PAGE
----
Now we have the 2002 version of free trade. President Bush told us he is a strong advocate of free trade and so is his U.S. trade representative, Robert Zoellick, who said a few weeks ago that tariffs "are nothing more than taxes that hurt the low- and moderate-income people." Now the Bush administration has imposed a 30 percent tariff on imported foreign steel. What would Adam Smith, the champion of modern day capitalism have thought of that? He would have said it was a violation of the principle of "competition." According to that principle, weak and inefficient systems of production should be allowed to go by the wayside. That view was re-enforced by Treasury Secretary Paul O'Neil, who, in describing the Enron debacle, recently told us, "Companies come and go. It's part of the genius of capitalism." Unlike Zoellick, Secretary O'Neil is reported not to be an advocate for Bush's tariffs on steel.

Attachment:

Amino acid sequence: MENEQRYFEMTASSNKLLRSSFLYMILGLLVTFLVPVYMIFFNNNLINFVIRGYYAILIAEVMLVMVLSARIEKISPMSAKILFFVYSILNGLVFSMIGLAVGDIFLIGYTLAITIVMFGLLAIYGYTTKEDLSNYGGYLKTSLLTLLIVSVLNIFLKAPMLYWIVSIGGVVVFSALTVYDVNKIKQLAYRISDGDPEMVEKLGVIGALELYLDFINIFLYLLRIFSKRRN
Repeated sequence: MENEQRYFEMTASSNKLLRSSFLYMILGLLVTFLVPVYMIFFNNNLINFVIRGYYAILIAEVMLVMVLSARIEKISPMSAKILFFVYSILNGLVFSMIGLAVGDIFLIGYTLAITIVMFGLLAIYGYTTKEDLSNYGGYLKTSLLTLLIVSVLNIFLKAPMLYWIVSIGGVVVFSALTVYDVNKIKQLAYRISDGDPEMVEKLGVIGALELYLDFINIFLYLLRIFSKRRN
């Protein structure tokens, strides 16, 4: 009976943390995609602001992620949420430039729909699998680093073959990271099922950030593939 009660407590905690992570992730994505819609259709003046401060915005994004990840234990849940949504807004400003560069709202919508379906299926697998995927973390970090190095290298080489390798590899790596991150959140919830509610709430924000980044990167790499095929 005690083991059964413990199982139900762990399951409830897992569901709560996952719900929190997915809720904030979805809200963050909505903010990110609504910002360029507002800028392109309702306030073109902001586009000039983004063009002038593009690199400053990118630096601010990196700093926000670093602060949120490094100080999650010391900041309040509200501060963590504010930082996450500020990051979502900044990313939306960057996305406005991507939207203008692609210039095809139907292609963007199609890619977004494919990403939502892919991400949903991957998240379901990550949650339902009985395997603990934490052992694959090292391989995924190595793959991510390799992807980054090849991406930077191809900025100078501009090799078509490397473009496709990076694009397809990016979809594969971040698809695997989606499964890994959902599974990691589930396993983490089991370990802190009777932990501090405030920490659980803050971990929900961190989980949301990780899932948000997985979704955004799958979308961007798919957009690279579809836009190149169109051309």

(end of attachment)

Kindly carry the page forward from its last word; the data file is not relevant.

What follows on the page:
Is the adoption of this tariff by President Bush really a free-trade issue or is there something else afoot? On March 7, Washington Post columnist George Will said, "Bush's steel policy is what results when intelligent people take up intellectual slumming -- abandoning of proven free-trade principles -- for the pleasure of political opportunism." What is the political opportunism being referenced? Time magazine writer, Frank Pellegrini says Mr. Bush "sold his soul" in the name of "about 800,000 voting steel workers and retirees in West Virginia (and part of Pennsylvania), their unions and their unions' congressmen."
It might be more correct to say that President Bush is analyzing the steel-producing states and the November 2002 and 2004 elections. In the year 2000 elections, according to a March 5th editorial in the New York Times, Mr. Bush won the West Virginia vote by a "razor-thin" margin. " He would like to add the rich electoral prize of Pennsylvania to his win column in 2004 and help Republican Congressional candidates from steel-producing states this November."